2. Mario Karts
For this sales game, we taped 4 balloons to the back of everyone’s chairs and every time you booked an opp you could pop someone’s balloon (sort of like how the video game Mario Karts works).
The person with the last balloon taped to their chair wins.
Disclaimer–if your team has members that aren’t top-notch in sportsmanship this isn’t the game for you. Also doesn’t work if your team or environment is sensitive to noise, but fun to think about nonetheless.
3. “Just Because”
Whether or not we admit it, we all love a good surprise. It’s the bad ones people don’t like.
When I have the budget, I like to do surprise trips, games, and fun things with my teams. Happy hours and drinks are great, but I like keeping it more on the creative side too.
Some of the ones we’ve done here:
- kayaking trips
- white water rafting trips
- Disneyland tickets
- dinner and a movie for 2
- concert tickets
- dinner at one of the nicest restaurants in the city
- lunch with the CEO
- group tickets to a sports outing
The “just because” can be tied to metrics too. If a team works really hard to get to a goal and achieve it together, occasionally spending money shows you really value what they’re doing.
The few extra dollars spent here goes a long way in keeping the team happy and engaged.
Don’t be boring and don’t just add money to people’s commission checks. If you have a talented rep they can do that all by themselves.
4. Scavenger Hunts
This was my favorite non-metric focused game I’ve ever done.
I spent a week writing a complicated scavenger hunt when I was managing a team of SDRs in Costa Rica (we’ve also done them with huge success in the US).
On everyone’s first day of work, I called a SDR huddle first thing in the morning to intro everyone to the company and, to their surprise, they didn’t actually have to work that day.
In the huddle, I read off a pre-written script of rules and everyone just looked at me with a confused look on their face. Then I gave them each a packet of paper and they were off to hunt.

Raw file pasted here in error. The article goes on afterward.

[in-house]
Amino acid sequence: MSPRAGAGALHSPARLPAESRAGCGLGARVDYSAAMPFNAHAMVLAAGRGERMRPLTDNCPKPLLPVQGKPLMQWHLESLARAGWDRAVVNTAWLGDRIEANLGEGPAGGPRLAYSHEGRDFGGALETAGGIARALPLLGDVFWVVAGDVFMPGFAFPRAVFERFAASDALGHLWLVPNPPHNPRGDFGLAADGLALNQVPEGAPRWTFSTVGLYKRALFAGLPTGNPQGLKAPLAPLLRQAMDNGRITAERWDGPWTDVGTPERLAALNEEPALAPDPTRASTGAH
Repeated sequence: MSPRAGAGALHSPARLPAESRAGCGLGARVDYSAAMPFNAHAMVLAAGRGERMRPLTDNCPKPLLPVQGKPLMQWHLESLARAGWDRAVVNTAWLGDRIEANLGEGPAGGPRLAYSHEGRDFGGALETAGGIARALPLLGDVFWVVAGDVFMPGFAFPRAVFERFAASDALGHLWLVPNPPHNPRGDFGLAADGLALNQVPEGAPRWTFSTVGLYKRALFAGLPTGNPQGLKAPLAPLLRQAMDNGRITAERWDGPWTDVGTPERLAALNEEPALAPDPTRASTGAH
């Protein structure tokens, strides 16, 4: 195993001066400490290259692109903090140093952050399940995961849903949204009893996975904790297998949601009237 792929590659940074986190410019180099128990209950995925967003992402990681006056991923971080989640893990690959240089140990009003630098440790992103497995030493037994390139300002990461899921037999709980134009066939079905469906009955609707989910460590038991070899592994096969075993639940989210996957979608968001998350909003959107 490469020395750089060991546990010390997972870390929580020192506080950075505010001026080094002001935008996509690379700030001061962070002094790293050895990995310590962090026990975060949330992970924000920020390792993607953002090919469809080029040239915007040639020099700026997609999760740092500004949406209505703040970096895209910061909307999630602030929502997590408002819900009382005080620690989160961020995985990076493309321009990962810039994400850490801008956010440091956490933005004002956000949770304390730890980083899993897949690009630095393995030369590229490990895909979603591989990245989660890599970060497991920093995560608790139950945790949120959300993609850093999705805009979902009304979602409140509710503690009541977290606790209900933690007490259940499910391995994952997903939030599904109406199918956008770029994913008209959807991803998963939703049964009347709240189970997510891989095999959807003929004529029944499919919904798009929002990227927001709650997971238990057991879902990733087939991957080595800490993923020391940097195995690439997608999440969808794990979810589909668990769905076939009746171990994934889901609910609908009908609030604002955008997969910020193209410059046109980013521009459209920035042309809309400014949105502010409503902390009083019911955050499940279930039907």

First place team won a dinner at the nicest restaurant in the city.
5. SDR Bingo
This has become more and more popular recently, but it’s definitely worth doing. I would also put behaviors we were trying to encourage into the bingo cards, but also generally have fun.
“Book a demo with x persona.”
“Book a demo using some ridiculous/funny phrase”
Still surprised at how into this game teams get.
6. Buy random gifts and/or things they wouldn’t buy for themselves and then tie to KPIs
I’ve seen several sales managers do this one and it’s a hit every time.
Wrap a bunch of presents of wildly different sizes and put them in the dead center of the sales floor. Then tie the behaviors you want to the opening of a gift and have each day’s winners open them at the end of the workday. This game is cheap and it’s so fun!
I’ve seen people do fancy socks, board games, gift cards, Apple Watches, iPads, dinnerware, luggage, bluetooth speakers, and tons more.
Any simple gift does the trick here (except money – money is probably one of the most extrinsic rewards people can have and can often produce the opposite results you’re trying to achieve).
7. Pie your manager in the face
I lost this competition (clearly). But we broke our individual sales teams into groups and the losing manager gets pied in the face by the opposing manager in front of the entire company.
At least I’m smiling while doing it 🙂
Although all of these games are fun, I generally try to focus on intrinsic motivators for each individual in my 1-on-1s and then use gamification to amplify the team’s connection to one another.
Using the carrot/stick approach has often left me and my teams frustrated. Plus there’s already a growing body of evidence that shows that using strictly extrinsic motivators can actually decrease the performance of your team.
But games that foster human connection, pride through achievement, and connection to their work have gone a lot further for me and my teams.
How do you have fun with your sales team?